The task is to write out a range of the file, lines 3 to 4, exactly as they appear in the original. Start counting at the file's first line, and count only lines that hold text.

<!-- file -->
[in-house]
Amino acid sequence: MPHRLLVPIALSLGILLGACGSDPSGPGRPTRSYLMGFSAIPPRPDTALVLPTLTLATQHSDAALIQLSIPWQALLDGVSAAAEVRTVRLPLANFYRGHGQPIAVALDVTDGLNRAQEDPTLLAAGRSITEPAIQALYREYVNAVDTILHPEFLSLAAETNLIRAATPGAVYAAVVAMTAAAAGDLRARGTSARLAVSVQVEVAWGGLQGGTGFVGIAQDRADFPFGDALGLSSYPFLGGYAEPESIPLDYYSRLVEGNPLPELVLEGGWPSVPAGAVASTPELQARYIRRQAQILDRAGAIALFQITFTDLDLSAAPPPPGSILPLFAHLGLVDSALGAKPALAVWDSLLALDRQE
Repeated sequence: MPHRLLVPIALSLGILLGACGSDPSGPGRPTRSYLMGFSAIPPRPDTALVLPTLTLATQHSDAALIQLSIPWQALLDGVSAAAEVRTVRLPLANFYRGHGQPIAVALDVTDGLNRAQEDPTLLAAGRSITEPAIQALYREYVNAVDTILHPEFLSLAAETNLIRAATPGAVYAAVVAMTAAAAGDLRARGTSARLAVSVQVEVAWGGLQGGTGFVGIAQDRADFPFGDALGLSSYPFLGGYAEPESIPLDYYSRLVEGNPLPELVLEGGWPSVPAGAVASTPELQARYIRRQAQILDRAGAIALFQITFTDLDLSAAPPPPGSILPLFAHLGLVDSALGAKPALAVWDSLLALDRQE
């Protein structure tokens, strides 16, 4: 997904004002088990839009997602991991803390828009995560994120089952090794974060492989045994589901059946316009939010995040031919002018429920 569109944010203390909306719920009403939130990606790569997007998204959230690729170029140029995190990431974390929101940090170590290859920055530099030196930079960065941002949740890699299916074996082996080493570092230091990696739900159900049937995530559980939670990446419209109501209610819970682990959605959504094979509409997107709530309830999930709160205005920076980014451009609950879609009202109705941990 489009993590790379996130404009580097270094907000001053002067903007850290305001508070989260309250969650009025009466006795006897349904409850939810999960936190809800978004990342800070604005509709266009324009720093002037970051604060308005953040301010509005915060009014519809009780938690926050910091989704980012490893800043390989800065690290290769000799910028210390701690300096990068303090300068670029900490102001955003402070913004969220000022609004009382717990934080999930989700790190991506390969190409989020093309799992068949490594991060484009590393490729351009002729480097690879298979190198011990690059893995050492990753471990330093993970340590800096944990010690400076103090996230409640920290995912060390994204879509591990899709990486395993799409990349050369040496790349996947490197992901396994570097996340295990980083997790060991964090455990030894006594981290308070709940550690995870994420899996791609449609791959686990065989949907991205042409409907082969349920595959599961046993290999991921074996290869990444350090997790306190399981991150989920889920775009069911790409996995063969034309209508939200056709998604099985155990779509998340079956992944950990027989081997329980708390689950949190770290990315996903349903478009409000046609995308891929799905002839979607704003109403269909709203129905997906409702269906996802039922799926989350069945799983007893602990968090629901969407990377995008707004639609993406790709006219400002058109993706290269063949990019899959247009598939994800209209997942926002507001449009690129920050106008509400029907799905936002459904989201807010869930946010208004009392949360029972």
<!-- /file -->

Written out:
Repeated sequence: MPHRLLVPIALSLGILLGACGSDPSGPGRPTRSYLMGFSAIPPRPDTALVLPTLTLATQHSDAALIQLSIPWQALLDGVSAAAEVRTVRLPLANFYRGHGQPIAVALDVTDGLNRAQEDPTLLAAGRSITEPAIQALYREYVNAVDTILHPEFLSLAAETNLIRAATPGAVYAAVVAMTAAAAGDLRARGTSARLAVSVQVEVAWGGLQGGTGFVGIAQDRADFPFGDALGLSSYPFLGGYAEPESIPLDYYSRLVEGNPLPELVLEGGWPSVPAGAVASTPELQARYIRRQAQILDRAGAIALFQITFTDLDLSAAPPPPGSILPLFAHLGLVDSALGAKPALAVWDSLLALDRQE
């Protein structure tokens, strides 16, 4: 997904004002088990839009997602991991803390828009995560994120089952090794974060492989045994589901059946316009939010995040031919002018429920 569109944010203390909306719920009403939130990606790569997007998204959230690729170029140029995190990431974390929101940090170590290859920055530099030196930079960065941002949740890699299916074996082996080493570092230091990696739900159900049937995530559980939670990446419209109501209610819970682990959605959504094979509409997107709530309830999930709160205005920076980014451009609950879609009202109705941990 489009993590790379996130404009580097270094907000001053002067903007850290305001508070989260309250969650009025009466006795006897349904409850939810999960936190809800978004990342800070604005509709266009324009720093002037970051604060308005953040301010509005915060009014519809009780938690926050910091989704980012490893800043390989800065690290290769000799910028210390701690300096990068303090300068670029900490102001955003402070913004969220000022609004009382717990934080999930989700790190991506390969190409989020093309799992068949490594991060484009590393490729351009002729480097690879298979190198011990690059893995050492990753471990330093993970340590800096944990010690400076103090996230409640920290995912060390994204879509591990899709990486395993799409990349050369040496790349996947490197992901396994570097996340295990980083997790060991964090455990030894006594981290308070709940550690995870994420899996791609449609791959686990065989949907991205042409409907082969349920595959599961046993290999991921074996290869990444350090997790306190399981991150989920889920775009069911790409996995063969034309209508939200056709998604099985155990779509998340079956992944950990027989081997329980708390689950949190770290990315996903349903478009409000046609995308891929799905002839979607704003109403269909709203129905997906409702269906996802039922799926989350069945799983007893602990968090629901969407990377995008707004639609993406790709006219400002058109993706290269063949990019899959247009598939994800209209997942926002507001449009690129920050106008509400029907799905936002459904989201807010869930946010208004009392949360029972």